Rachel Uffner Gallery is pleased to present its first group exhibition installed in the gallery's upstairs space in its new location at 170 Suffolk Street. This group exhibition presents the work of four artists - Strauss Bourque-LaFrance, Caitlin Keogh, Pam Lins, Sean Raspet - who share an interest in surface, artifice, perception, and seriality. Jointly, the works in the exhibition engage with questions of production and consumption, conceived from either sourced or original material. They don’t prioritize the "picture" or the "object," but rather present a space mediated via the modes of ornamentation and display. 'Looking' becomes an active rather than passive exercise; with screens, shelves, or even scents enhancing the experience of layered images and transmission of information.
In his installations, Strauss Bourque-LaFrance fuses everyday materials into beguiling formal compositions and precarious arrangements that playfully subvert mundane interiors and position domesticity as a mise-en-scene for role-play and disjointed narrative. With these new "vacation paintings," Bourque-LaFrance addresses his all consuming detachment from traditional painting and its relationship to digital screens and tablets. He manipulates readymade mesh screens and spray paints the foreground and background to create immediate, textured works that hover on the edge between abstraction and representation. Hanging loosely in beguilingly slick, multi-colored Plexiglas boxes they reference both the tenderness of textiles and domestic towel racks with the authoritative formality of historical vitrines
Caitlin Keogh's meticulous, labored works explore the production and exhibition of textiles, decorative arts and illustration. The organizing principles of construction and display are emphasized as Keogh crops and enlarges various points of view, focusing on minute details or obsessively repeated visual elements or phrases. Appropriating text from Dior by Dior: The Autobiography of Christian Dior and Marguerite Duras' The Ravishing of Lol Stein is a point of departure in this selection of paintings, weaving excerpts into typographic patterns.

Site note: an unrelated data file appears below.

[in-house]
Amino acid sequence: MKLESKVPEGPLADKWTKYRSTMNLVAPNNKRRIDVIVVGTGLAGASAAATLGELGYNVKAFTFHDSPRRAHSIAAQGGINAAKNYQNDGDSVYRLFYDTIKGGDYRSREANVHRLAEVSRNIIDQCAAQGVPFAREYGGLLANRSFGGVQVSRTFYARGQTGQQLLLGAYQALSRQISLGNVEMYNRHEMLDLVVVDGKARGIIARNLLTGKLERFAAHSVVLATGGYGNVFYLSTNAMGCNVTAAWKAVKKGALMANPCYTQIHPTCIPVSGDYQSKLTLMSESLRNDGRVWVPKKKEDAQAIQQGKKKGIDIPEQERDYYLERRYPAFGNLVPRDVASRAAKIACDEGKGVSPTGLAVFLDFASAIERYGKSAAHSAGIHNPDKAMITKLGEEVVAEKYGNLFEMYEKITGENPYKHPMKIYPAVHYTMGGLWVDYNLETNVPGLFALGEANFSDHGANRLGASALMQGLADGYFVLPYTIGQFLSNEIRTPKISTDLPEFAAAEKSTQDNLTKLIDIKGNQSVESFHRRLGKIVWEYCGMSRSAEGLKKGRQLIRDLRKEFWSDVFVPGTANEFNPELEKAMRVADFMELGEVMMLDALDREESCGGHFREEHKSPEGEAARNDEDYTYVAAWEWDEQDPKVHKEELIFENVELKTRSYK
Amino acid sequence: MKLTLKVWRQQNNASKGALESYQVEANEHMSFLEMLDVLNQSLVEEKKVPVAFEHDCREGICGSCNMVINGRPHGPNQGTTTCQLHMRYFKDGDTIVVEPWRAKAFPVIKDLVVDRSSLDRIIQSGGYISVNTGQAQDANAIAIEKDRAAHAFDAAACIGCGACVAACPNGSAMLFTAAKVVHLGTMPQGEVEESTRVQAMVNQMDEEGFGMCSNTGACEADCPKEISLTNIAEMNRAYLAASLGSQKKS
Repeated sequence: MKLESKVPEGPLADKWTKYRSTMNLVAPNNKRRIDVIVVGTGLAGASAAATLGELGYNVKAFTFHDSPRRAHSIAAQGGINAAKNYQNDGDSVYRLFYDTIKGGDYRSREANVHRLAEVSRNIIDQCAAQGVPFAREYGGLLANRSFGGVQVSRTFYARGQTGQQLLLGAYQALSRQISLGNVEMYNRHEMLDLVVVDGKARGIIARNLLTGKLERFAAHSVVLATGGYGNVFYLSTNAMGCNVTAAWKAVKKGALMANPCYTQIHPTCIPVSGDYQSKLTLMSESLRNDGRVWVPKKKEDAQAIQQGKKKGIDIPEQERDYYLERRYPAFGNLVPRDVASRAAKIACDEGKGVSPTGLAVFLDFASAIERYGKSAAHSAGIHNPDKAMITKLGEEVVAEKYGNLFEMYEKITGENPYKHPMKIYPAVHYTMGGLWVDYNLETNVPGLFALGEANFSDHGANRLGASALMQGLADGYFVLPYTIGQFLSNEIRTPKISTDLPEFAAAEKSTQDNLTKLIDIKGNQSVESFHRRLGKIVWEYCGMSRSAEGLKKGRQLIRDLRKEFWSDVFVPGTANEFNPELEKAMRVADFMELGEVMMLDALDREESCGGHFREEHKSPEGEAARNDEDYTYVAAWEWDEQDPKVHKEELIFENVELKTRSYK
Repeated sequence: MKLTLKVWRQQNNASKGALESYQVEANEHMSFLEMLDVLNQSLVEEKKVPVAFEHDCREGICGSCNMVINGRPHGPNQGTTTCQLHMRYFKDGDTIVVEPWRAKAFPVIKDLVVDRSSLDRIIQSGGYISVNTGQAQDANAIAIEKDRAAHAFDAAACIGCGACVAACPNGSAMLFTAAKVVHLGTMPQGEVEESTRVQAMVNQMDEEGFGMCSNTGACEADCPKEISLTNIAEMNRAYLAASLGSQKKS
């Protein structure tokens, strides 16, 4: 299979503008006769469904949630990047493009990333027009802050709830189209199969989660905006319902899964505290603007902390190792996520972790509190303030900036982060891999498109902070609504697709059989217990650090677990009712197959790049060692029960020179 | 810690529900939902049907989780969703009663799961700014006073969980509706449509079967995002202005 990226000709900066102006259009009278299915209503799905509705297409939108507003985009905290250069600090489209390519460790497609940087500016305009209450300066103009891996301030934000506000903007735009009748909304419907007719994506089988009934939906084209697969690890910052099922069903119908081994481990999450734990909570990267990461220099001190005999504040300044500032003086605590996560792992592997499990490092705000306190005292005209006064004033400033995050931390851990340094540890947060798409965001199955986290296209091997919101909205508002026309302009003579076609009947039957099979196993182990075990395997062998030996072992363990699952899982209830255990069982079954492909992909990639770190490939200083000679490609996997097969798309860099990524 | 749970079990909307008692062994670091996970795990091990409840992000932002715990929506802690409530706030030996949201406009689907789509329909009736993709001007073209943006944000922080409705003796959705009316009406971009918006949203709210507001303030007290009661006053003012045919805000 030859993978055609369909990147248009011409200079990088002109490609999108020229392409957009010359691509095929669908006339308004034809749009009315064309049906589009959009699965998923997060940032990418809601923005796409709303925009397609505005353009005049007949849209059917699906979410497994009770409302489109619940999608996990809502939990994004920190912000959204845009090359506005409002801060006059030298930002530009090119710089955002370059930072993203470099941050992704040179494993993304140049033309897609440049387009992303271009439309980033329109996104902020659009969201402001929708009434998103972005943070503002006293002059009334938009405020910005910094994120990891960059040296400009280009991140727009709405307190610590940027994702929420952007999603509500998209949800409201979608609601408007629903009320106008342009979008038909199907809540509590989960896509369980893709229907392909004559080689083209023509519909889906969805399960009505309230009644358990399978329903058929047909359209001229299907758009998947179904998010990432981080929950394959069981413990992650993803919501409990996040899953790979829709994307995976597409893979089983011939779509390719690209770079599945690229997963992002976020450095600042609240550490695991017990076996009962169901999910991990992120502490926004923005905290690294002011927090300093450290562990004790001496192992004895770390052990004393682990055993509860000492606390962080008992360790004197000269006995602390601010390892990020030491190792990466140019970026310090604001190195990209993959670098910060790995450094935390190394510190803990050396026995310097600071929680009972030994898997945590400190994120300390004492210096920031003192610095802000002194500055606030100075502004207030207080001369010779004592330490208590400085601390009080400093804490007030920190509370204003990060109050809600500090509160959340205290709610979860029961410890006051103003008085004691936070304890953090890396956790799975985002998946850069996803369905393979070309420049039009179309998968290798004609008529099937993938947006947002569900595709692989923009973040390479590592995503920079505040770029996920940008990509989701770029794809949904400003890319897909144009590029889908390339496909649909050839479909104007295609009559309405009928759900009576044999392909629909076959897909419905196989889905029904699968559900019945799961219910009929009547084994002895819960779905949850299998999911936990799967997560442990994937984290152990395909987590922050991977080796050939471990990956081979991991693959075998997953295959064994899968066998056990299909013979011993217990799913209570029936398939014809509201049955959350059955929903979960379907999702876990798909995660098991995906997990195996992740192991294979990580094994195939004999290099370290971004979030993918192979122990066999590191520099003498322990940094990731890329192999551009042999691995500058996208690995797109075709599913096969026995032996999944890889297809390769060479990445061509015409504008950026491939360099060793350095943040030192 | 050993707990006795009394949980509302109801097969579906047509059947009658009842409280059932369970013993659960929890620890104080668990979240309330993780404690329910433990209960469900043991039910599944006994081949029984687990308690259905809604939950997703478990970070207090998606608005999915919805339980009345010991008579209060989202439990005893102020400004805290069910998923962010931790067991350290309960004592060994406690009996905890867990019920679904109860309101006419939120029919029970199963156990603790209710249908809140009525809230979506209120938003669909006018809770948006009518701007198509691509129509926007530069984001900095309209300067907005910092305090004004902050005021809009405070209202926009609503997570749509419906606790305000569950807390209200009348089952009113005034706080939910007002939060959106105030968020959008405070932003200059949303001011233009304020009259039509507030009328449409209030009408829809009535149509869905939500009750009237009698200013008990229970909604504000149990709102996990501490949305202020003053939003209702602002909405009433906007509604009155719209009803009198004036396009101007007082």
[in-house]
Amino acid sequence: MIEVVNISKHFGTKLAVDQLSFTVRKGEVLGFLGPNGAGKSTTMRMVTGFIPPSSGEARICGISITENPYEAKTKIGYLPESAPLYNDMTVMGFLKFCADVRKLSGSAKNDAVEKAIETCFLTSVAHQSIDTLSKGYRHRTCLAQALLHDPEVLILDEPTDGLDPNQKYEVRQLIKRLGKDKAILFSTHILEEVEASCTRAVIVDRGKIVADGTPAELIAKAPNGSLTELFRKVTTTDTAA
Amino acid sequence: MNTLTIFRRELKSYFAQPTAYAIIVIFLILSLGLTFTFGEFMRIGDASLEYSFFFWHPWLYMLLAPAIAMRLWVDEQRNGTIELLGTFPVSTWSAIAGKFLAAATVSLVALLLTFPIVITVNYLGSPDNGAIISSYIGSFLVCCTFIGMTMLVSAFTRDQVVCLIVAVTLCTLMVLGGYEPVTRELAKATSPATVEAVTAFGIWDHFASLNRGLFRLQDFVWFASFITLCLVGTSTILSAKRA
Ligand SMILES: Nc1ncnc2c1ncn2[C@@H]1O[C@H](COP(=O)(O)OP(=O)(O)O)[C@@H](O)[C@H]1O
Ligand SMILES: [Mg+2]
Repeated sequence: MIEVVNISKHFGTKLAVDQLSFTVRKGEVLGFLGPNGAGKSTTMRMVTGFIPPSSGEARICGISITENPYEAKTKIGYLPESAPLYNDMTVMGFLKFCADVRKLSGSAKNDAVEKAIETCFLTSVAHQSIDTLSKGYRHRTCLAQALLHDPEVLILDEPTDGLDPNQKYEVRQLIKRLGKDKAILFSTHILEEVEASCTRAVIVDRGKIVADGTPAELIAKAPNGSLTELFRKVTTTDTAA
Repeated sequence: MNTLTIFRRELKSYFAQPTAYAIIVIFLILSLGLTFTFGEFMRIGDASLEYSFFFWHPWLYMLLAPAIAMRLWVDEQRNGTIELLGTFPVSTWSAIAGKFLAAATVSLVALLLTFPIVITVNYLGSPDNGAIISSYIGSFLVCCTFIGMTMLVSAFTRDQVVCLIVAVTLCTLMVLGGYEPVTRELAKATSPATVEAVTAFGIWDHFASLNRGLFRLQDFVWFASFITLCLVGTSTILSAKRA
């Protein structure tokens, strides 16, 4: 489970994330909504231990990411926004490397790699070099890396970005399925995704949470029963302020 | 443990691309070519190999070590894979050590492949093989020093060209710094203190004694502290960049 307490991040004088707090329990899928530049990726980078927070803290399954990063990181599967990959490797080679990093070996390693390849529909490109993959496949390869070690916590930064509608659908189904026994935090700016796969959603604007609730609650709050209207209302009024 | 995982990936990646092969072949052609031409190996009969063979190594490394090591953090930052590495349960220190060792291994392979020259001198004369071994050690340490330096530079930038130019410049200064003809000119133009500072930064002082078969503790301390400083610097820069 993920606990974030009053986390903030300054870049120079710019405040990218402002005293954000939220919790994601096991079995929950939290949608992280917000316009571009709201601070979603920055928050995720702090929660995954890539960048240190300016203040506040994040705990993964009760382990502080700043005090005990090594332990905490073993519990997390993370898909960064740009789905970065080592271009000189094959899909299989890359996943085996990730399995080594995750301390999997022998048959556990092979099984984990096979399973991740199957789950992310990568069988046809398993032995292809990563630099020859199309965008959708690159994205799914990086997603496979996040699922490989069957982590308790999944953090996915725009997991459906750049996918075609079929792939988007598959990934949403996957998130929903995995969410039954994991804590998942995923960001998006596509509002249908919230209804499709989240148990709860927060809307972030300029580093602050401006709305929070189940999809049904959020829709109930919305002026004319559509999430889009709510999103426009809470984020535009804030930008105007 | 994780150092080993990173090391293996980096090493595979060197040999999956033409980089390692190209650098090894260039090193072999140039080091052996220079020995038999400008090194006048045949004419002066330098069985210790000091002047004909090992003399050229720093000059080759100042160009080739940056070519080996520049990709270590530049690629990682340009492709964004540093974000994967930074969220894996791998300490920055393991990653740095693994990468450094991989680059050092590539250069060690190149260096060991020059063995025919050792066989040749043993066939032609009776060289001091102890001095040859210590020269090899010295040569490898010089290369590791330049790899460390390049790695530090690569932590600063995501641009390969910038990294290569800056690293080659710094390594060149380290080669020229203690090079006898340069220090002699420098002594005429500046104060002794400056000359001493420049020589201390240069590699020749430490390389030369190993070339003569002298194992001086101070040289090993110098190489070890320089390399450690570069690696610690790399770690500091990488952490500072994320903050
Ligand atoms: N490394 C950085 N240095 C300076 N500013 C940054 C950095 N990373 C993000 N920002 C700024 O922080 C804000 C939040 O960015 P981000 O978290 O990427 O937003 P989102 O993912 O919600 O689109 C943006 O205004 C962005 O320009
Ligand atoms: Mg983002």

Pam Lins is primarily a sculptor interested in the social, political, and psychological implications of material and process, and particularly in the relationship between the artist studio and the commercial world. In Red White and Blue (2013) she presents a trio of ceramic mini drum sets, each slightly different than the next, sitting precariously atop USPS cardboard boxes. These complimentary readymade pedestals are each selected for their relational scale and ability to be shipped anywhere in the world according to a "flat rate." Considering issues of representation and pre-determined shifts in scale, Lins offers a knowing likeness of contemporary detritus and commodity culture.
The relationship between material and abstraction has been a longstanding concern in the work of Sean Raspet, particularly as it relates to what he calls “revisable materiality” – i.e. a paradigm of thought prevalent today wherein material substances are increasingly imagined as malleable with qualities that are fully adjustable and severable. These are the surfactants, emulsifiers, binders of otherwise incompatible ingredients, and flow modifiers that absorb, disperse or work at the interface between active ingredients and different phases of matter. In Phantom Ringtone (2013) propylene glycol, one such ingredient, is used as a medium for a fragrance formulation that is intended to capture the common experience (known as “phantom ringing”) of feeling that one’s cell phone is ringing or vibrating when it is not. The abstract capacity of the cell phone as a communicative medium is distilled into a hallucinatory anticipation that then becomes the basis for a further abstraction into a fragrance formulation that “captures” the essence of this experience. The resulting smell is fleeting and non-specific; vaguely familiar and abstract; almost not there and constantly reoccurring.